Congress Should Renew Wind Production Tax Credit

December 21, 2012
Kevin Knobloch
Former contributor

While President Obama and House Speaker John Boehner tangle over the fiscal cliff and the nation is (appropriately) focused on gun control, Congress is playing with the future of the wind industry by dithering over whether to renew the wind production tax credit. The tax credit has helped make the wind power industry one of the few bright spots in a sluggish economy, and it is one of the most promising carbon-free energy sources. To ensure the health of the wind industry, Congress should renew the wind production tax credit before the current session closes at the end of this month.

The production tax credit has led to extraordinary results

Image: Charles Cook; Flickr Commons

The tax credit provides a credit of 2.2 cents per kilowatt-hour of electricity produced by wind turbines — as well as geothermal, biomass, and underwater turbines — for the first 10 years of production, which helps level the playing field between wind and coal and natural gas. Its “cost” is in lost revenue to the Treasury, estimated at $1.36 billion a year between now and 2015 if renewed by Congress, according to the Congressional Joint Committee on Taxation.

The credit, in turn, leverages $15.5 billion in private investment each year, according to the American Wind Energy Association, and has led to extraordinary results. Over the last five years — with the help of the tax credit, state renewable electricity standards and stimulus spending — U.S. wind capacity has more than tripled. And that growth has powered a rebirth of American manufacturing: U.S.-based wind turbine, blade, tower and gearbox manufacturing has nearly doubled from 35 to 67 percent since 2005.

Image: Wind Capital Group

Tens of thousands of jobs are at stake

Unlike a number of fossil-fuel and nuclear-power subsidies that are decades-old and permanent, the tax credit, which debuted in 1992, has to be renewed by Congress every few years. That puts the relatively new wind industry at a distinct disadvantage, making it difficult to attract investors and plan years in advance.

If Congress doesn’t extend the tax credit, tens of thousands of wind industry employees will lose their jobs. A December 2011 study by Navigant Consulting estimated that investment in wind projects would drop 65 percent and the industry would have to lay off nearly half of its workforce—some 37,000 people—next year. Given the uncertainty, layoffs already have begun across the country.

Congress has spent substantially more to support fossil fuels and nuclear power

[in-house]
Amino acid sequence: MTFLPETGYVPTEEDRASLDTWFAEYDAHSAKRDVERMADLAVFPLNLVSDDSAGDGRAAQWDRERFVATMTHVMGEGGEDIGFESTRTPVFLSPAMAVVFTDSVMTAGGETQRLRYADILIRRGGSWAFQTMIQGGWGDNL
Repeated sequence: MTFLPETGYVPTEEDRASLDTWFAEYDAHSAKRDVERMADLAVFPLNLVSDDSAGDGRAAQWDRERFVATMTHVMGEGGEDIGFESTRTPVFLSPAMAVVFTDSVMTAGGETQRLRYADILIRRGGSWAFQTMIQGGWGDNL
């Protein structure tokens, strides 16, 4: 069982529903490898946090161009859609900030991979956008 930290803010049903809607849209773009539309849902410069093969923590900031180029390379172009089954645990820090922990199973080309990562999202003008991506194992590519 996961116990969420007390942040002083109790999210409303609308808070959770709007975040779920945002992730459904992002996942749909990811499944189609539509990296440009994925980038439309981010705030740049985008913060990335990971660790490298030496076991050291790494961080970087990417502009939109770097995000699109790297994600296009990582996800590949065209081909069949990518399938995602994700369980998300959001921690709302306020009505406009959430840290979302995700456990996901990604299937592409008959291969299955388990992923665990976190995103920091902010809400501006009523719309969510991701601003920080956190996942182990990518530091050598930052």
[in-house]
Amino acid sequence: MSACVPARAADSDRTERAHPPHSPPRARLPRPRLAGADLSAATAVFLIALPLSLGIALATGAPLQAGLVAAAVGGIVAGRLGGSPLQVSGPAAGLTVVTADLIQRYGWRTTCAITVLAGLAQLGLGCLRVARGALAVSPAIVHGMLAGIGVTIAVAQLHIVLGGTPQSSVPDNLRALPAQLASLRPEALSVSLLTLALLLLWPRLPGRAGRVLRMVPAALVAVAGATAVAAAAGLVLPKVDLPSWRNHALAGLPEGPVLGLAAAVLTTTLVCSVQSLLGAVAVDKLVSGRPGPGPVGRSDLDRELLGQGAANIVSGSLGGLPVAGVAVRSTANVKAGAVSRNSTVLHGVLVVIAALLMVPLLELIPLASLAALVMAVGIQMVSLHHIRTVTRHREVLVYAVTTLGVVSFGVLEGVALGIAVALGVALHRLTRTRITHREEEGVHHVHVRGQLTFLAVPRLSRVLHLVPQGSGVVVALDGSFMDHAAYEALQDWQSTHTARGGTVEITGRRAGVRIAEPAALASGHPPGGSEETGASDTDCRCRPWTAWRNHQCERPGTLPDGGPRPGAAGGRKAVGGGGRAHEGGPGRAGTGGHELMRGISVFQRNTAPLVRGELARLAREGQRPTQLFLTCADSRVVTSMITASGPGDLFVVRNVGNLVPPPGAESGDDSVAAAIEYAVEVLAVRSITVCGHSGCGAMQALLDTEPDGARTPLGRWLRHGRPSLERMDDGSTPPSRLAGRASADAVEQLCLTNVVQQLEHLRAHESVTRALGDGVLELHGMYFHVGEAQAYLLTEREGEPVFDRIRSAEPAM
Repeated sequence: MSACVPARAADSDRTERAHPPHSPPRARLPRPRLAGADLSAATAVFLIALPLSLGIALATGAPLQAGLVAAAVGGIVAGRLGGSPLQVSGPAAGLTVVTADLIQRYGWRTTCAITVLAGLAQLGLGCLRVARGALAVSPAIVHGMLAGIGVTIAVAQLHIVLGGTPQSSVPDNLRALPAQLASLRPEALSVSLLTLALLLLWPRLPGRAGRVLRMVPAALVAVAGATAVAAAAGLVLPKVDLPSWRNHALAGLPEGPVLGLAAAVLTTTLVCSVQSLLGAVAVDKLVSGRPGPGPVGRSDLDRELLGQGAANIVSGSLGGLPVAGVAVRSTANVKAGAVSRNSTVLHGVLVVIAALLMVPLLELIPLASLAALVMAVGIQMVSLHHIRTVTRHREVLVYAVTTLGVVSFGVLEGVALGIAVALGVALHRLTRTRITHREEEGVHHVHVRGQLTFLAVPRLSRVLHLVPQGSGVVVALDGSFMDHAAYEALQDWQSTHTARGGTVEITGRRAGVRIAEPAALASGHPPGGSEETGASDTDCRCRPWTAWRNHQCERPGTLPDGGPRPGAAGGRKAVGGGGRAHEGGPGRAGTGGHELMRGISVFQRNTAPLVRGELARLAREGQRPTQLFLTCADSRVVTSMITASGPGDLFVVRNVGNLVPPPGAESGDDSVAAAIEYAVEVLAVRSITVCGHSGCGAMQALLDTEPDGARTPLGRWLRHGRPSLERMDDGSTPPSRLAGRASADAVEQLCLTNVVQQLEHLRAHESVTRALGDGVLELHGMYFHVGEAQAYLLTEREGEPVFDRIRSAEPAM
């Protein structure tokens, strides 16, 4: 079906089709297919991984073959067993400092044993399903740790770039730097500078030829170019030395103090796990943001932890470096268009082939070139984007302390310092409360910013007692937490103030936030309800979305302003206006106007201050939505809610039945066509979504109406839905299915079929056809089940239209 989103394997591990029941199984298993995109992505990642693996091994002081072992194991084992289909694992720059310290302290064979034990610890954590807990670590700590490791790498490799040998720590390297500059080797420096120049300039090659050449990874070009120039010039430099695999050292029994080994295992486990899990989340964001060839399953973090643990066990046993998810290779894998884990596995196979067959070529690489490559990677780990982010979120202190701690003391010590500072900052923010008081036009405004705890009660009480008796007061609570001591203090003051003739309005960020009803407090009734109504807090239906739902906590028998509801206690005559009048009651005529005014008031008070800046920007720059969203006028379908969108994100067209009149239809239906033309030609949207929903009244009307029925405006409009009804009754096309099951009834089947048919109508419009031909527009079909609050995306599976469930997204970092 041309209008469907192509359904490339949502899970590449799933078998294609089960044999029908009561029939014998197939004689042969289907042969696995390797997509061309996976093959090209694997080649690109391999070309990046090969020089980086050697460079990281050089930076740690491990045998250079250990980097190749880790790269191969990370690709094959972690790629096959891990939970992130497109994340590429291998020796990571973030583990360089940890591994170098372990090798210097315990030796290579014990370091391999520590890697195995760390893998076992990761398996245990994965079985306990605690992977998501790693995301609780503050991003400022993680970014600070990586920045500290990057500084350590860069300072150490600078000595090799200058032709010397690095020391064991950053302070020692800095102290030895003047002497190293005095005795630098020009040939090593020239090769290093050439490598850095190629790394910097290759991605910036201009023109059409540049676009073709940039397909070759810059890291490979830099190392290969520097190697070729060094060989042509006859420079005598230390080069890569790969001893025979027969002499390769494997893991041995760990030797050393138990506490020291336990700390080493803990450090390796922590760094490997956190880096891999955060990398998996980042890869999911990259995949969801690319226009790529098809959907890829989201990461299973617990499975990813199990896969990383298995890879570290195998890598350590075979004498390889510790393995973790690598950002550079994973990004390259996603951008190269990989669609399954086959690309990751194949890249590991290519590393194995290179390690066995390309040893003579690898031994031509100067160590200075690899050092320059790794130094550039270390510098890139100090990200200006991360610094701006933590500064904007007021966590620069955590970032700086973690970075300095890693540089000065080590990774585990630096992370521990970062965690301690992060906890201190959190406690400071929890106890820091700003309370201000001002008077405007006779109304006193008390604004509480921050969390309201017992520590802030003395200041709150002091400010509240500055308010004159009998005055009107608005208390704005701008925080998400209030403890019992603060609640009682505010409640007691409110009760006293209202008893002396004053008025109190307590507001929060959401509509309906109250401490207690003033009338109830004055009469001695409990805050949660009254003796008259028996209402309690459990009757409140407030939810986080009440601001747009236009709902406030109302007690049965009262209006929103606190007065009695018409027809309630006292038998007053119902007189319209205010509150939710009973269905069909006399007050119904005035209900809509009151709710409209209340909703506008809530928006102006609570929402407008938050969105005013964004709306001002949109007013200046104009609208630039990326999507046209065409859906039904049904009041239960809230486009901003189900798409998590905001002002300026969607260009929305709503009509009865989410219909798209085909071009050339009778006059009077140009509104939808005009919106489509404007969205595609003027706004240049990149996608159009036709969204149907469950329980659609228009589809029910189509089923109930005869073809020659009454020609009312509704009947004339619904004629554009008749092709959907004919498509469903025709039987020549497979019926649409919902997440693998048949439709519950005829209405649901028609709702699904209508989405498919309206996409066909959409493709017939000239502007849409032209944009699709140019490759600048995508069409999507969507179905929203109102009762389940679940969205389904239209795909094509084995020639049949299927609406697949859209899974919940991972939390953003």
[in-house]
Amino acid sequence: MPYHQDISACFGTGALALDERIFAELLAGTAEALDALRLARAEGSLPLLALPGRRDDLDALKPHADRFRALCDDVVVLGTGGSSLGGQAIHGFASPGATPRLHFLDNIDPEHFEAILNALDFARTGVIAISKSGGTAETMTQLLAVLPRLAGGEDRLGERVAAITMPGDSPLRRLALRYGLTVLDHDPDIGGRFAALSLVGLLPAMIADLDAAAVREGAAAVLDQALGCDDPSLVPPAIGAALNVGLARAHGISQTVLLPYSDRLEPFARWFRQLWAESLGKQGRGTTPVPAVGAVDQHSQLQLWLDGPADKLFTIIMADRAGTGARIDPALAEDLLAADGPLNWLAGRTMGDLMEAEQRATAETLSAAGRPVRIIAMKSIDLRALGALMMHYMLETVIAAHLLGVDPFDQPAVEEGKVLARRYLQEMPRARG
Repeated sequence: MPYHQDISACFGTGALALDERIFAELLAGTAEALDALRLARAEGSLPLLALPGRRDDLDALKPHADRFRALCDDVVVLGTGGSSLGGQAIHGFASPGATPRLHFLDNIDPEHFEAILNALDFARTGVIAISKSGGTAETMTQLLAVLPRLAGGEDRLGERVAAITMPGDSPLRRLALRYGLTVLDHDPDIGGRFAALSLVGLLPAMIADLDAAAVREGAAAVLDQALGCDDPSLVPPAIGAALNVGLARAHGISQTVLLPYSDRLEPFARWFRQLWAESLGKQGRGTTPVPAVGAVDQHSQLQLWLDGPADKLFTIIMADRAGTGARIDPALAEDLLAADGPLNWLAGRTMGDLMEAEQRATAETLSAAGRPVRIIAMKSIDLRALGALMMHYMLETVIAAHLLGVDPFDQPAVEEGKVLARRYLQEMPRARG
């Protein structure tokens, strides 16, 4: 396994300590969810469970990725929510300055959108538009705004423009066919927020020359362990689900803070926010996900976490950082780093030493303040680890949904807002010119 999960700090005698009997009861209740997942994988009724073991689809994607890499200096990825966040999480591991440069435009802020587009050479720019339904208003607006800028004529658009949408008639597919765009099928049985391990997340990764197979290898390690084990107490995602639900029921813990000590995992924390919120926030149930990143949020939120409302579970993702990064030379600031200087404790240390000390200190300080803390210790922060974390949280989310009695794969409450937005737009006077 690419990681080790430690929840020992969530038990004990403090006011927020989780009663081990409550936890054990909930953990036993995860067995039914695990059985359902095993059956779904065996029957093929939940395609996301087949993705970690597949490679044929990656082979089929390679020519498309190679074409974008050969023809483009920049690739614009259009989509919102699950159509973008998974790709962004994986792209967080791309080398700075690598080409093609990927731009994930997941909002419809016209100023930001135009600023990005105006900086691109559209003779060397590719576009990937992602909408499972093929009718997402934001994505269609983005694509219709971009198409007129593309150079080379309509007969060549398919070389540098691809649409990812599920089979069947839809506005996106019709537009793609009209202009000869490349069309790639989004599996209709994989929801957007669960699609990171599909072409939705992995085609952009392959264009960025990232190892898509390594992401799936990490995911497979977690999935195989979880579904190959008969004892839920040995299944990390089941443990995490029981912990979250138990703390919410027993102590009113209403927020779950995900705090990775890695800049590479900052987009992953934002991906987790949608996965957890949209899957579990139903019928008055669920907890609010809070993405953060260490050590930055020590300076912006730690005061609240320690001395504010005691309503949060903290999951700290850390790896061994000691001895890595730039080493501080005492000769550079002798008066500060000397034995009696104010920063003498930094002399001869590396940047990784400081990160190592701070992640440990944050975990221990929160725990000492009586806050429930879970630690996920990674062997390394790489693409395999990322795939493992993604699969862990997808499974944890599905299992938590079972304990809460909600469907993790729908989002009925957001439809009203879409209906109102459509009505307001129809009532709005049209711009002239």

Those calling for Congress to kill the tax credit ignore the fact that Congress historically has spent substantially more to encourage fossil fuels and nuclear power than carbon-free renewable technologies.

According to a 2011 study by DBL Investors, a venture capital firm, the nuclear industry benefited from an average of $3.5 billion in subsidies a year (in today’s dollars) from 1947 to 1999 that continue to this day. Coal, which has been receiving government subsidies since the early 1800s, currently receives roughly $3.2 billion a year, based on Energy Information Administration data from 2007. Meanwhile, the oil and gas industry, according to DBL, has benefited from nearly $5 billion in annual subsidies in today’s dollars since 1918, nearly 100 years ago.

Compared with oil and gas, coal and nuclear, wind power is a fledgling technology that deserves a similar sustained commitment by U.S. policymakers, especially given the co-benefits of cleaner air, less global warming pollution, and greater energy security that wind power contributes.

Wind power is a reliable energy source with tremendous potential

Image: steve p2008; Flickr Commons

Contrary to what some critics say, wind power is reliable. In 2011, wind power provided 22 percent of South Dakota’s annual electricity needs, 19 percent of Iowa’s, and more than 10 percent of North Dakota’s, Minnesota’s and Wyoming’s, without compromising reliability, according to researchers from Lawrence Berkeley National Laboratory.

And on April 15 of this year, Xcel Energy—the largest U.S. retail wind power provider—set a new U.S. record when it generated more than 57 percent of the electricity needed to supply its customers in Colorado on a night when the winds were strong and electricity demand was low. According to Steve Mudd, product manager for Xcel Energy’s Windsource program, “What each of our world records shows is that while wind is intermittent, it can be relied upon.”

Finally, the potential for wind and other non-hydro renewables is tremendous. They currently generate only about 5 percent of U.S. electricity, but by 2030 they could produce more than 40 percent, according to a 2009 UCS study. That would more than replace the share currently generated by coal, which is still responsible for roughly 75 percent of U.S. utility sector carbon emissions. Looking even further down the road, the National Renewable Energy Laboratory concluded earlier this year that today’s commercially available renewable technologies could adequately generate 80 percent of U.S. electricity by 2050.